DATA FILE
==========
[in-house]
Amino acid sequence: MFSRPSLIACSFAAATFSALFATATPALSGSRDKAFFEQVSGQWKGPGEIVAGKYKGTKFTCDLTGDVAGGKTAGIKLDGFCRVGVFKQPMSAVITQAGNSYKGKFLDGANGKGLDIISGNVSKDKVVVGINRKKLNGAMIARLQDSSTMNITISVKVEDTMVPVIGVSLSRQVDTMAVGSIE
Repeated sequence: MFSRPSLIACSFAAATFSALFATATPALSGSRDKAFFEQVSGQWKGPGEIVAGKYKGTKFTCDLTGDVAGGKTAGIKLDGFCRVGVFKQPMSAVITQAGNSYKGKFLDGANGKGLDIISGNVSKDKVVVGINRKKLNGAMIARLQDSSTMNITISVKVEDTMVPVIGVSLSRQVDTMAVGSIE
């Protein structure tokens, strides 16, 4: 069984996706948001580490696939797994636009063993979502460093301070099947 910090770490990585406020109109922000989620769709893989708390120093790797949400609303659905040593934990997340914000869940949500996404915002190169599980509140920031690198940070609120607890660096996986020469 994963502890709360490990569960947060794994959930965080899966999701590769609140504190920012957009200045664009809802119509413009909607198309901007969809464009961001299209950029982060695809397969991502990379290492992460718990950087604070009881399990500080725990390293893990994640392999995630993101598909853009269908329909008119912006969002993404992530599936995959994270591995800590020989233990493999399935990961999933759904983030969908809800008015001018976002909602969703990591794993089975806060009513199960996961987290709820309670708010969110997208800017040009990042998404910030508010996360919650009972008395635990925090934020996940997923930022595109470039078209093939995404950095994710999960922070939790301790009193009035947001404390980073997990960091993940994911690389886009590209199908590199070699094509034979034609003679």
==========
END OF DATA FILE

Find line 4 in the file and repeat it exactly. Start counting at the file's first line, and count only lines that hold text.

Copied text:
């Protein structure tokens, strides 16, 4: 069984996706948001580490696939797994636009063993979502460093301070099947 910090770490990585406020109109922000989620769709893989708390120093790797949400609303659905040593934990997340914000869940949500996404915002190169599980509140920031690198940070609120607890660096996986020469 994963502890709360490990569960947060794994959930965080899966999701590769609140504190920012957009200045664009809802119509413009909607198309901007969809464009961001299209950029982060695809397969991502990379290492992460718990950087604070009881399990500080725990390293893990994640392999995630993101598909853009269908329909008119912006969002993404992530599936995959994270591995800590020989233990493999399935990961999933759904983030969908809800008015001018976002909602969703990591794993089975806060009513199960996961987290709820309670708010969110997208800017040009990042998404910030508010996360919650009972008395635990925090934020996940997923930022595109470039078209093939995404950095994710999960922070939790301790009193009035947001404390980073997990960091993940994911690389886009590209199908590199070699094509034979034609003679």